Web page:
The Basics of Planning and Building Fleet Charging

Part of our series, “Under the Frunk: Lifting the Lid on Common EV Questions”

Key points

  • Electric vehicles (EVs) offer new benefits to fleet managers but also require new practices and planning to fully realize these benefits
  • To ensure the most efficient and effective charging infrastructure, fleet managers need to consider their vehicles' battery size, duty cycle, and charging capabilities
  • Overnight usage of Level 1 and Level 2 charging while the car is parked minimizes disruptions during the workday

As fleet managers transition their vehicles to electric, it's important to understand that designing an EV charging infrastructure should fit your vehicle and operational patterns, as fleet charging isn't one size fits all. Let’s clear up some misconceptions about the charging process, as EV charging is fundamentally different from gas refueling.

One of our clients' drivers mentioned that never having to go to the gas station is a key benefit because it does not disrupt the workday. Stationary or parked vehicles can use Level 2 charging, but the amps required might vary. On the other hand, vehicles running three shifts a day and making a few short stops in different locations might require Direct Current Fast Charging (DCFC) as the best option.

Bare Essentials for EV Charging and Battery Health

Fleet operators typically charge their vehicles when they're not in use, leading to increased efficiency and reduced downtime during the day – a win for both fleet managers and drivers. By plugging in before work, running errands, or getting rest, the vehicle is more likely to be ready to go by the time you need it.

Manufacturers typically recommend charging to 80% state of charge (SOC) to help prolong the life of standard NMC-chemistry batteries (Nickel Manganese Cobalt), but this is evolving as other chemistries like LFP (Lithium Iron Phosphate) become common. Charging the battery to 100% for extended periods puts more stress on the cells, causing them to degrade faster over time. By charging to 80%, you are provided with enough range for most daily use, while still leaving a buffer for unexpected trips or emergencies.

Types of Charging Stations: Level 1, Level 2, and DC Fast Charging

A majority of fleet vehicles stay parked for at least 15 hours a day, which is enough time to charge most vehicles to 80% using the more cost-effective Level 2 charging station. However, the charging speed varies depending on the electrical setup.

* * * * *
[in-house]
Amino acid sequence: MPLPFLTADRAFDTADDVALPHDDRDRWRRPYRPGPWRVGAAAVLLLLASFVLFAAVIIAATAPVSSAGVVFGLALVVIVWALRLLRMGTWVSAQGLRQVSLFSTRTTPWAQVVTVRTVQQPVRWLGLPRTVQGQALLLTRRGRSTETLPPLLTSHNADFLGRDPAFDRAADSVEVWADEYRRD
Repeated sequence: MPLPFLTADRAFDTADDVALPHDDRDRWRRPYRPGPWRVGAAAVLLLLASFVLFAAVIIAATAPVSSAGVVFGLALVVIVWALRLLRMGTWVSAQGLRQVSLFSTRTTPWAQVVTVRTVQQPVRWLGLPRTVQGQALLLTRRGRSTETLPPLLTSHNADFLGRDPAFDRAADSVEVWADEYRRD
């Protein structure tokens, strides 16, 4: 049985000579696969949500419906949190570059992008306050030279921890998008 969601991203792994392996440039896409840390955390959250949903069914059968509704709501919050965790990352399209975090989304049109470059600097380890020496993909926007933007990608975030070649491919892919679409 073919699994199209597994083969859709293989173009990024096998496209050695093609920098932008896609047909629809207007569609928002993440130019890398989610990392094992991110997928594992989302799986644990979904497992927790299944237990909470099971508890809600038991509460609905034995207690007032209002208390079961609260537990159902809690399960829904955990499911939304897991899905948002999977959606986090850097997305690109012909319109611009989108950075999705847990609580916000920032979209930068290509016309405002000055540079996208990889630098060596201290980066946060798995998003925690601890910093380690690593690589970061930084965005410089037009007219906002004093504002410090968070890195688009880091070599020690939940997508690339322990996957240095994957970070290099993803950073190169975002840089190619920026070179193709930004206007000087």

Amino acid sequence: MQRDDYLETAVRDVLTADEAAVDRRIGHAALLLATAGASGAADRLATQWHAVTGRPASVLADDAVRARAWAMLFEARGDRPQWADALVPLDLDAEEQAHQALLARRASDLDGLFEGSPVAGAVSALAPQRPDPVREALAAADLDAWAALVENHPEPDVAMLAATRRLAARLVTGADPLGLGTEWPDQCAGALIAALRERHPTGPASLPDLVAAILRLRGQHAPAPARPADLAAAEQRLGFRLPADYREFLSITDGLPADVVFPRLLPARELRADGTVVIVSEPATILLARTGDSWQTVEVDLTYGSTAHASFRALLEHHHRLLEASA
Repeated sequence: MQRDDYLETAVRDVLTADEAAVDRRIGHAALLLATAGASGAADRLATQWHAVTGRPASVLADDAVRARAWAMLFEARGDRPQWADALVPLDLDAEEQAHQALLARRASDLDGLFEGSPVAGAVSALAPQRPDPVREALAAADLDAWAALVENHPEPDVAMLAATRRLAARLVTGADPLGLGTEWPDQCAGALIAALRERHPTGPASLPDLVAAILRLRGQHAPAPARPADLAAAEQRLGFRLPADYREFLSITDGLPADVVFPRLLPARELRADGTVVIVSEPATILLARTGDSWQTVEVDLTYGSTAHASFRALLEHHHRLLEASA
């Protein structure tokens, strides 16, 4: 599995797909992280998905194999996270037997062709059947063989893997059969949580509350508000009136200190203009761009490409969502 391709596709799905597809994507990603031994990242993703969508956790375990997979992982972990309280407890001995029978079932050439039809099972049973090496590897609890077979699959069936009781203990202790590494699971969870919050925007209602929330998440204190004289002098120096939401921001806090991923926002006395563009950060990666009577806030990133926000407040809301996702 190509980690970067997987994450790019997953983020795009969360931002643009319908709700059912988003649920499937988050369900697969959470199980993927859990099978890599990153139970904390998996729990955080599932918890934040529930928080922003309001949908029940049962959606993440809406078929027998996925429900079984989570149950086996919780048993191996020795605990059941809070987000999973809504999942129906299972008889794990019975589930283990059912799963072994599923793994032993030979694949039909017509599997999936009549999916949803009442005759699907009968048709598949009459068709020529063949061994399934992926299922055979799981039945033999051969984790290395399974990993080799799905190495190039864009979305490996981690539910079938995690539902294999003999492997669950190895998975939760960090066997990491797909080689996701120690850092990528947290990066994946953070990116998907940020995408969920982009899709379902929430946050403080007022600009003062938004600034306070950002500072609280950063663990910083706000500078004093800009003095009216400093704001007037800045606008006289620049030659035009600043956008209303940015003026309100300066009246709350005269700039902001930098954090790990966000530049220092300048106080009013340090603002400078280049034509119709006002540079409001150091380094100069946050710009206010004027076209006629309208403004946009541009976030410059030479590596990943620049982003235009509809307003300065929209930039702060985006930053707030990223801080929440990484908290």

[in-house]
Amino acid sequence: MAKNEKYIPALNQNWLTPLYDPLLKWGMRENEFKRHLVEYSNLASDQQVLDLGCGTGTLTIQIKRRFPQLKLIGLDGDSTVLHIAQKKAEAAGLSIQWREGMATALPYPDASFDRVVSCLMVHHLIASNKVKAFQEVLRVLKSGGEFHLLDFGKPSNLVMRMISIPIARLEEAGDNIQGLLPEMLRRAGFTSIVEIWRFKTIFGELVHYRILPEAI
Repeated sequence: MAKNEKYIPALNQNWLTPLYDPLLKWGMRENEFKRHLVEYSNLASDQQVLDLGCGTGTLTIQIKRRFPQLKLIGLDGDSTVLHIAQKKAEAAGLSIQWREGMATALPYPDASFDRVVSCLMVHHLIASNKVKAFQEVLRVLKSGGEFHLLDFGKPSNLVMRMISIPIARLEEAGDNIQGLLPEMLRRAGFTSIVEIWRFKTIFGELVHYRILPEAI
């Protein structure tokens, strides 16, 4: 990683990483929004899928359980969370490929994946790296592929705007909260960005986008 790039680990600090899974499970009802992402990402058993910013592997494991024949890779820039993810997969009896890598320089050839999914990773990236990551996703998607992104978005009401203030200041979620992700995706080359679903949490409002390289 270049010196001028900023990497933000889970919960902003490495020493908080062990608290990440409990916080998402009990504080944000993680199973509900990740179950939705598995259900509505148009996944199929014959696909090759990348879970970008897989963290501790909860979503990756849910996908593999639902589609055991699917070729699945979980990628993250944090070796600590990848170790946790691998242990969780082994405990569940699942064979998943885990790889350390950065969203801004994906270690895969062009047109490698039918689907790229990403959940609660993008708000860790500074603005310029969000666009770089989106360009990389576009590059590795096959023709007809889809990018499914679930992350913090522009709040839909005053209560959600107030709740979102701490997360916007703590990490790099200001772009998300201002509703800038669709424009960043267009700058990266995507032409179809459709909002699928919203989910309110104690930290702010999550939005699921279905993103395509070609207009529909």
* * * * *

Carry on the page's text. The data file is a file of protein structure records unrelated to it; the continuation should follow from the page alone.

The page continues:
For example, a Ford F-150 Lightning Extended Range (carrying a massive 131 kWh battery) can be charged to 80% during most downtime with an 80A, 40A, 32A, or higher output Level 2 charger. It could even charge to 100% with the 80A and 40A in that same amount of time, though this may not be necessary.

The graph below shows how long it would take to charge the same electric pickup, starting from the slowest charging level (Level 1, 12A, 120V) to the fastest (DCFC, 150 kW).

These times cite a 10-to-80% charge as well as a 0-to-100% charge. If fleet vehicles are returning to their end-of-day destinations at a higher state than 0% and 10%, these charge times would be even faster. Depending on the weekly energy requirement and routes, a vehicle could even get by with Level 1 charging.

Fast charging is not the only option for charging EVs, and in many cases, it may not even be necessary. From the examples above, slower charging (Levels 1 and 2) is just as effective for many fleets.

Planning an EV Charging Infrastructure

To prepare for a successful switch, fleet managers should answer the following questions when working out what their charging needs might be:

  • How long and where does the vehicle sit each night?
  • What size battery does the vehicle have, and how will that affect charging times?
  • How much energy is needed to meet the duty cycle of the vehicle’s daily route?
  • How fast can the vehicle charge on both AC (alternative current) and DCFC?

It is crucial to have a good partner to help find the accurate answers to these questions, create a plan for your vehicle acquisition, and deploy your vehicles and charging infrastructure in the field. Merge’s Charging Services provide charging feasibility based on your unique operations, informed by telematic solutions like our EV360™ solution. Get in touch today and learn.

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